Nothing is set in stone just yet, but according to analyst Michael Pachter, Electronic Arts is planning to charge gamers for what he describes as very long game demos.
"The PDLC would be sold for $10 or $15 through Xbox Live and PlayStation Network, and would essentially be a very long game demo, along the lines of 2009's Battlefield 1943," Pachter explains. "A full-blown packaged game would follow shortly after the release of the PDLC, bearing a full retail price."
The revelation came during an analyst visit to Electronic Arts' Redwood City headquarters, in which Pachter met with EA Group General Manager Nick Earl. According to Pachter, Earl describes the extended demos as a "low-cost marketing tool."
"EA's view is that the PDLC costs a lot less to develop (essentially, it's the first few levels of the full-blown game), and they have the opportunity to fix whatever needs to be fixed in the packaged product that is released a few months later, whether than entails doing more of what people like or doing less of what they don't like," Pachter said. "It sounds like a brilliant strategy to me."
And to us it sounds like paying to beta test a product, which we suppose would be brilliant if EA manages to pull this off.
In addition to squashing a number of bugs and shining up the game’s UI, a recent patch stripped Battlefield Bad Company 2’s Steam version of its – most would say – unneeded SecuROM DRM. After all, Steam’s a big PC gaming platform now. It can take care of piracy protection itself.
Sadly, if you didn’t acquire your copy of the game from Valve’s storefront, consider yourself stuck in the bad company of SecuROM for the time being. But hey, here’s this nice list of changes and upgrades to take your mind off that depressing reality. Better than nothing, we suppose.
After an exceedingly long tour of duty in World War II, EA’s Medal of Honor series has finally that it’s time for a change of scenery. So, where to? Well, we hear modern times are pretty nice this time of year, and evidently, so did EA.
"EA has always been an advocate for telling the soldiers' story. The new Medal of Honor follows that tradition. We felt it was important to tell the story of today's war and today's elite soldiers via today's most relevant medium--videogames," explained EALA general manager Sean Decker. "We are so proud to bring together two powerhouse development teams to make this game a reality; EA Los Angeles and EA DICE. Medal of Honor promises to be an unforgettable entry in the modern shooter genre."
Battlefield developer DICE on multiplayer duty? Yes please.
If you’re afraid EA might be attempting to ape the 800 lb. gorilla that is Activision’s Modern Warfare series, though, fear not. While Modern Warfare has all the trappings of a (good) Michael Bay film, the new Medal of Honor’s shooting for something a bit more grounded in reality.
“Medal of Honor, an all-new first-person shooter game, will introduce the Tier 1 Operator: a relatively unknown entity directly under the National Command Authority who takes on missions no one else can handle. The development team has been working closely with Tier 1 Operators from the US Special Operations Community since the earliest stages of development to create the most authentic modern war experience,” said EA.
Battlefield Heroes, DICE’s “free-to-play” browser-based installment in the Battlefield franchise, has declared war on gamers’ wallets with a recent update. In a nutshell, the update ensures that Valor Points – an earnable in-game currency – get you far less bang for your buck, while all microtransaction-based “Battlefund” price tags have seen a significant reduction.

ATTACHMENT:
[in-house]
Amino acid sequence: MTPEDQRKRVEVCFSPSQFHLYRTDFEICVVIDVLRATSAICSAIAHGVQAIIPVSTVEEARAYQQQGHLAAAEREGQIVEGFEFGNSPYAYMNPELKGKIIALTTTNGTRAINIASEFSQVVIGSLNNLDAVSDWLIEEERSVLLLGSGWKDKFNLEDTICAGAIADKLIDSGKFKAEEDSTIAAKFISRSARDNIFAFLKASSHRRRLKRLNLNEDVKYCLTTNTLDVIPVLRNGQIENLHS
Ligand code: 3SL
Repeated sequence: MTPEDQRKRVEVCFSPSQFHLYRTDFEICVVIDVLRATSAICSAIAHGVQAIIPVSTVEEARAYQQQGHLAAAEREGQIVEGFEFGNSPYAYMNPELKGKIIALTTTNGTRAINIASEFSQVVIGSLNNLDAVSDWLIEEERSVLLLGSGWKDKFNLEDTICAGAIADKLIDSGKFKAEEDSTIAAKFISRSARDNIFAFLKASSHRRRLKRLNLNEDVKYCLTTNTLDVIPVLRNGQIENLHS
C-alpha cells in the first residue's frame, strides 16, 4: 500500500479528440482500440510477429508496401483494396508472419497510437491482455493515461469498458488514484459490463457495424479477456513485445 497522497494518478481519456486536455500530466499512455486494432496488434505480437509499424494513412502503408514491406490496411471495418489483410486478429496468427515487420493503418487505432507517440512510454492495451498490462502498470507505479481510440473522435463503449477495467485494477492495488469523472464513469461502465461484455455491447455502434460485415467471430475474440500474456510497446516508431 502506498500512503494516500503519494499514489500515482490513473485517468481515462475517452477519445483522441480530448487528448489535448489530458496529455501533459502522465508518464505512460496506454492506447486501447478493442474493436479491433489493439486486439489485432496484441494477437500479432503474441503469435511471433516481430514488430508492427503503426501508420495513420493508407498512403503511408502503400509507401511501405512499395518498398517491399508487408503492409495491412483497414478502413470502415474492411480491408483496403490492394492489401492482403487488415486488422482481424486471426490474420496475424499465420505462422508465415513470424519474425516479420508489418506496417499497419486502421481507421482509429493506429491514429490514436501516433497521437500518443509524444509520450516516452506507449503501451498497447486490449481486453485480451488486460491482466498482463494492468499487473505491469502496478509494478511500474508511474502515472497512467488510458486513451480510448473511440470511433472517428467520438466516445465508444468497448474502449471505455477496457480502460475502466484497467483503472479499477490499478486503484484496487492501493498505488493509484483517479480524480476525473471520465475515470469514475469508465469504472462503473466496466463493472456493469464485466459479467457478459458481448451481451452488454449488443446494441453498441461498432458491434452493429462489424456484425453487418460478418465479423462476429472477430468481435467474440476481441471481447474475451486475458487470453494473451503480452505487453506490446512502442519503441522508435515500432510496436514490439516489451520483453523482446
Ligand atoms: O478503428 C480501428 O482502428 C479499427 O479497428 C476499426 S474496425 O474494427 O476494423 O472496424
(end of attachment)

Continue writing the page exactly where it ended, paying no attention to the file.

Whereas before, upping your arsenal on skill alone was a perfectly viable option, now the best weapons are virtually out of you reach unless your outstretched hand contains some cold hard cash. But it can’t be that bad, right? Fans – who’ve officially hit the boiling point on the Outrage-O-Meter – say differently.
"So, 450 VP a day... at a maximum of 7 VP a game, that's 50 games a day. About 4 hours worth of playing," one fan explained. "Now, when you lose a round you can only get 5 VP, making the amount of rounds you need to play each day to keep ONE weapon about 60, which is about 5 hours playtime, every day, for one Uber/Super weapon."
"Now it's impossible for me to play the game for free. I can't even afford the long ranged pistol anymore, let alone bandages. Let me make this clear: now it takes 22 wins for us to earn enough VPs to rent a weapon for a day. If each match is 10 minutes long, that means I'll have to play for 3 hours and a half with a stellar team just to afford the weapon. This is not a casual game. I can't even be a knife + pistol commando anymore," wrote another fan.
To be fair, calling EA’s financial fortunes of late a “disaster” would be charitable, with the publisher ultimately deciding to lay-off 1,500 employees, including Mercenaries developer Pandemic. Our guess? Battlefield Heroes needs to get profitable in a hurry, or else it might be next in line for the chopping block.
At first glance, you might think the Battlefield: Bad Company 2 PC beta’s last-minute leap into early 2010 is just another example of PC gamers getting the shaft. After all, PS3 owners are taking the beta for a spin right now, so what’s the hold up on PC? Well, as it turns out, DICE is merely saving the best for last.
“With the huge success of the PS3 Beta we decided to drastically increase the PC Beta's capacity to insure as many people as possible could participate. Unfortunately this meant we had to delay the Beta to very early next year giving us more planning time to make it happen and implement more optimizations,” producer Gordon VanDyke wrote on the Battlefield blog.